Overexpression of bax sensitizes breast cancer MCF-7 cells to cisplatin and etoposide

Surg Today. 1997;27(7):676-9. doi: 10.1007/BF02388231.


Bax, one of the bcl-2 family genes, is expressed in a number of untransformed cell lines and various breast tissues, whereas only weak or no expression has been detected in breast cancer cell lines and malignant breast tissue. Human breast cancer MCF-7 cells, which have a weak bax gene expression, were stably transfected with pCX2neo bax, encoding human bax; and two unique clones, MCF-7/bax-1 and MCF-7/ bax-2, that expressed different levels of bax were generated. Sensitivity to cisplatin (CDDP) and etoposide (VP-16) was examined and each stable transfectant was more sensitive to these agents than the parental MCF-7 cells. The degree of enhancement in sensitivity to these anticancer agents was dependent on the expression level of bax. The enzyme-linked immunosorbent assay (ELISA), which quantifies DNA damage, demonstrated that this sensitization was due to apoptosis. Thus, we suggest that exogenous bax-alpha overexpression may be one of the factors determining cellular chemosensitivity in MCF-7 breast cancer cells and that it could be applied therapeutically to enhance chemosensitivity in breast cancer cells.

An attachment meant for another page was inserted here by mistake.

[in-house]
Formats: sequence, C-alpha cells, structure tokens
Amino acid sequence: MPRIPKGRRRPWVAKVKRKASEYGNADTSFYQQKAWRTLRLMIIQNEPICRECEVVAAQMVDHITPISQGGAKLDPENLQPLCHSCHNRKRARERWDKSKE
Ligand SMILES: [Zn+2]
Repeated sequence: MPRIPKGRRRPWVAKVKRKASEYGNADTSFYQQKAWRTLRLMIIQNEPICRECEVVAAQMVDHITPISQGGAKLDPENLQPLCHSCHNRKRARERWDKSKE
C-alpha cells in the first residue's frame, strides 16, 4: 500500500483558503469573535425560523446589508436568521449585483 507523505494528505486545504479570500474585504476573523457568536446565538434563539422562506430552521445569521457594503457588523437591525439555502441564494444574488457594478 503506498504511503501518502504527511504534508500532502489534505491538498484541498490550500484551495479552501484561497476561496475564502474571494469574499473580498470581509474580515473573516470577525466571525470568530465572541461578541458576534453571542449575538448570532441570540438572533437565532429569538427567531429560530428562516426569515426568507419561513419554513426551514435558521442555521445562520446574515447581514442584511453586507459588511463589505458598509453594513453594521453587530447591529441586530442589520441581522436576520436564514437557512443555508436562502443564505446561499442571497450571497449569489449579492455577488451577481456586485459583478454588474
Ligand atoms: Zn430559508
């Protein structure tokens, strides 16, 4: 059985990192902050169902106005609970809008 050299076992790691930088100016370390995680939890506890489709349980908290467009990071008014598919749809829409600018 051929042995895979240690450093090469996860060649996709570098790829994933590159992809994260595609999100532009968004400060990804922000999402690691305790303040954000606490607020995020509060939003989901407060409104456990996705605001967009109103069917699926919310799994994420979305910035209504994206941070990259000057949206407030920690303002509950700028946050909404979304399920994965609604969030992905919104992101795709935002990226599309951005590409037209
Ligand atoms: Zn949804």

MeSH terms

  • Antineoplastic Agents / pharmacology*
  • Apoptosis / drug effects
  • Apoptosis / genetics*
  • Breast Neoplasms / drug therapy
  • Breast Neoplasms / genetics*
  • Cell Survival / drug effects
  • Cisplatin / pharmacology*
  • Enzyme-Linked Immunosorbent Assay
  • Etoposide / pharmacology*
  • Gene Expression / drug effects*
  • Humans
  • Proto-Oncogene Proteins / genetics*
  • Proto-Oncogene Proteins c-bcl-2*
  • Transfection
  • Tumor Cells, Cultured
  • bcl-2-Associated X Protein


  • Antineoplastic Agents
  • BAX protein, human
  • Proto-Oncogene Proteins
  • Proto-Oncogene Proteins c-bcl-2
  • bcl-2-Associated X Protein
  • Etoposide
  • Cisplatin